Impact of noncaregiving-related stressors on informal caregiver outcomes

Research output: Contribution to journalArticle

7 Scopus citations

Abstract

Background: Caregivers of persons with dementia are stressed. Stressors not related to care recipients needs impact caregiver outcomes, yet are seldom reported. The purpose of this study was to report the most stressful events experienced by spouse caregivers of older adults with Alzheimer s disease during a 6-month period. Methods: 31 caregivers completed the Most Stressful Event form, Patient HealthQuestionnaire (PHQ-9) and the Revised Memory Behavioral Problem Checklist (R-MBPC). Fishers exact test and two-sample t-test were used to compare Most Stressful Events between caregivers. ANOVA model tested whether the PHQ-9 and R-MBPC subscales differed by stressor. Results: Caregivers reported no stressors 21.5% of the time, 1-2 stressors 25% of the time, and 3 stressors 53% of the time with 318 stressors reported in total. Care recipient needs (30.2%), caregiver needs (26.7%), and decision-making (16.7%) were the most frequently reported stressors. Using a mixed effects model, there were associations between the Most Stressful Events and depression (p = 0.016), mobility (p = 0.024) and caregiver issues (p = 0.009) subscales of R-MBPC. Conclusion: Results can be used to develop targeted intervention and support strategies for spouse caregivers experiencing non-caregiving related stressorsas well as the traditional challenges with caregiving related issues.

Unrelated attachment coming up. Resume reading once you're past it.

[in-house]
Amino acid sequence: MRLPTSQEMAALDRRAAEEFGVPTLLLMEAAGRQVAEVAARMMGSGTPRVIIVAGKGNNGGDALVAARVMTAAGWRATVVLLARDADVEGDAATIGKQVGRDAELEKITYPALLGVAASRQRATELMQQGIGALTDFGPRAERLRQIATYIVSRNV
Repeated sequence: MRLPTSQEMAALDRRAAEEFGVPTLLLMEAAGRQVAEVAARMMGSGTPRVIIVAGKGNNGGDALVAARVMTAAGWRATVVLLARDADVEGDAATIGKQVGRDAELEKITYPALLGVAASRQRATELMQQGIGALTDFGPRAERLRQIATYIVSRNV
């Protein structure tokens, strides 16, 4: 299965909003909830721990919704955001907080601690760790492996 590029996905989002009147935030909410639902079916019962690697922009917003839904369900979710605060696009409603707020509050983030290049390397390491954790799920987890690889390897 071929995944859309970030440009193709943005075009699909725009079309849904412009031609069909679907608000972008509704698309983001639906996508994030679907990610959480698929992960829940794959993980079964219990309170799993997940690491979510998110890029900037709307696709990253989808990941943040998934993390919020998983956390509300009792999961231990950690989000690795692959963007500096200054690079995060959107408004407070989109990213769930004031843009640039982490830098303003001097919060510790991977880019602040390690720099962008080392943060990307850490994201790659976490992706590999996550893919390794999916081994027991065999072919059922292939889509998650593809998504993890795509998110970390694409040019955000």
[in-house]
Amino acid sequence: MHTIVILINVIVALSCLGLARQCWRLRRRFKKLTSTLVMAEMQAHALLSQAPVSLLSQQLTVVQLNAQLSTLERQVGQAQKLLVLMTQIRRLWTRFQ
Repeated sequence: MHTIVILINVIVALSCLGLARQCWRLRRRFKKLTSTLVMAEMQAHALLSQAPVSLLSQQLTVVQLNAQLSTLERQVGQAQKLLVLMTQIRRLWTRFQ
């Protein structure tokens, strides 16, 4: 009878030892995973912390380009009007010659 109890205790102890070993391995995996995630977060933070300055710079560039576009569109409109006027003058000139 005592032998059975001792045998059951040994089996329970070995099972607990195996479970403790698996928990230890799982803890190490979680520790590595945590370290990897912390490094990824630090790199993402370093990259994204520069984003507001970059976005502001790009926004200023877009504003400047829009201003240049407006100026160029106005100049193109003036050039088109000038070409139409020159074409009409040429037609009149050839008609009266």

Original languageEnglish (US)
Pages (from-to)426-432
Number of pages7
JournalAmerican Journal of Alzheimer's Disease and Other Dementias
Volume29
Issue number5
DOIs
StatePublished - Aug 2014

Keywords

  • caregivers
  • dementia
  • depression
  • noncaregiving-related stressors

ASJC Scopus subject areas

  • Psychiatry and Mental health
  • Geriatrics and Gerontology
  • Clinical Psychology

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